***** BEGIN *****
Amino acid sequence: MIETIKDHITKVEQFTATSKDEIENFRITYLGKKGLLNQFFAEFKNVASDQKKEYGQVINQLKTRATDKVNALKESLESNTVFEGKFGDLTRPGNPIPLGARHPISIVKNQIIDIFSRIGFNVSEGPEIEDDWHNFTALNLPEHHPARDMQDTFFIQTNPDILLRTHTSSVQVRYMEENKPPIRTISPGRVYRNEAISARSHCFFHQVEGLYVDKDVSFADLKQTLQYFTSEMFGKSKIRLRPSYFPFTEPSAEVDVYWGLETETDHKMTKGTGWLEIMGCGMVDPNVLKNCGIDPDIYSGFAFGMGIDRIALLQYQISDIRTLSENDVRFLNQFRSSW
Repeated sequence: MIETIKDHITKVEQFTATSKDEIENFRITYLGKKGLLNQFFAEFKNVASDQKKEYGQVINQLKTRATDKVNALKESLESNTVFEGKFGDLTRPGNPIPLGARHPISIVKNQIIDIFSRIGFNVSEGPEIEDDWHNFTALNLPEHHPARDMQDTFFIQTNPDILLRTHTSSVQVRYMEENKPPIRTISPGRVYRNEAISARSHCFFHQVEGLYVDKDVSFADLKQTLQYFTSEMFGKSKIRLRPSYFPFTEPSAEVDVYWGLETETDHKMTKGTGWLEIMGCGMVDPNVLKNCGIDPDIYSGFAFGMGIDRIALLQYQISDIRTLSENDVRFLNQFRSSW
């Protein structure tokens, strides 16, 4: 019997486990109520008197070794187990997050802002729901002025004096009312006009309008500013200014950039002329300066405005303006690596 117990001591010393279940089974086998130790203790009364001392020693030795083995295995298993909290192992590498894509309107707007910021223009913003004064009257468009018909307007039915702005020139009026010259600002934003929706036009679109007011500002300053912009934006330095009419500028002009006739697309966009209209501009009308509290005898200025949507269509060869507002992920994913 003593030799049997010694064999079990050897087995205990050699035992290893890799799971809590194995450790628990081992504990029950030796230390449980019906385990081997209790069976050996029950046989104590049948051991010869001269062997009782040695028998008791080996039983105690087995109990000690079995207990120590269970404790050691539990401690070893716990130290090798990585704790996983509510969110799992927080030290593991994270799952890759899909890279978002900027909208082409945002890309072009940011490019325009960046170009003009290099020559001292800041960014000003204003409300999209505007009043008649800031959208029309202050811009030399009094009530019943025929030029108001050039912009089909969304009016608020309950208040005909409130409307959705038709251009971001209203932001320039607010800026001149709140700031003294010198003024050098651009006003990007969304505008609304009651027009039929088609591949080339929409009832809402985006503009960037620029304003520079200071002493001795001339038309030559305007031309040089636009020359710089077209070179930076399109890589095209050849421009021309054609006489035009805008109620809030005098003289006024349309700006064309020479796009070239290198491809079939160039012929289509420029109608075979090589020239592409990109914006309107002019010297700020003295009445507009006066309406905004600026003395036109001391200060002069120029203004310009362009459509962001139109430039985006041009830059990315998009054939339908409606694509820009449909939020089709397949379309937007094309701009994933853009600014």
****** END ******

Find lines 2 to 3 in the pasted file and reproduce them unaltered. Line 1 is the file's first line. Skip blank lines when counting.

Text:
Repeated sequence: MIETIKDHITKVEQFTATSKDEIENFRITYLGKKGLLNQFFAEFKNVASDQKKEYGQVINQLKTRATDKVNALKESLESNTVFEGKFGDLTRPGNPIPLGARHPISIVKNQIIDIFSRIGFNVSEGPEIEDDWHNFTALNLPEHHPARDMQDTFFIQTNPDILLRTHTSSVQVRYMEENKPPIRTISPGRVYRNEAISARSHCFFHQVEGLYVDKDVSFADLKQTLQYFTSEMFGKSKIRLRPSYFPFTEPSAEVDVYWGLETETDHKMTKGTGWLEIMGCGMVDPNVLKNCGIDPDIYSGFAFGMGIDRIALLQYQISDIRTLSENDVRFLNQFRSSW
């Protein structure tokens, strides 16, 4: 019997486990109520008197070794187990997050802002729901002025004096009312006009309008500013200014950039002329300066405005303006690596 117990001591010393279940089974086998130790203790009364001392020693030795083995295995298993909290192992590498894509309107707007910021223009913003004064009257468009018909307007039915702005020139009026010259600002934003929706036009679109007011500002300053912009934006330095009419500028002009006739697309966009209209501009009308509290005898200025949507269509060869507002992920994913 003593030799049997010694064999079990050897087995205990050699035992290893890799799971809590194995450790628990081992504990029950030796230390449980019906385990081997209790069976050996029950046989104590049948051991010869001269062997009782040695028998008791080996039983105690087995109990000690079995207990120590269970404790050691539990401690070893716990130290090798990585704790996983509510969110799992927080030290593991994270799952890759899909890279978002900027909208082409945002890309072009940011490019325009960046170009003009290099020559001292800041960014000003204003409300999209505007009043008649800031959208029309202050811009030399009094009530019943025929030029108001050039912009089909969304009016608020309950208040005909409130409307959705038709251009971001209203932001320039607010800026001149709140700031003294010198003024050098651009006003990007969304505008609304009651027009039929088609591949080339929409009832809402985006503009960037620029304003520079200071002493001795001339038309030559305007031309040089636009020359710089077209070179930076399109890589095209050849421009021309054609006489035009805008109620809030005098003289006024349309700006064309020479796009070239290198491809079939160039012929289509420029109608075979090589020239592409990109914006309107002019010297700020003295009445507009006066309406905004600026003395036109001391200060002069120029203004310009362009459509962001139109430039985006041009830059990315998009054939339908409606694509820009449909939020089709397949379309937007094309701009994933853009600014």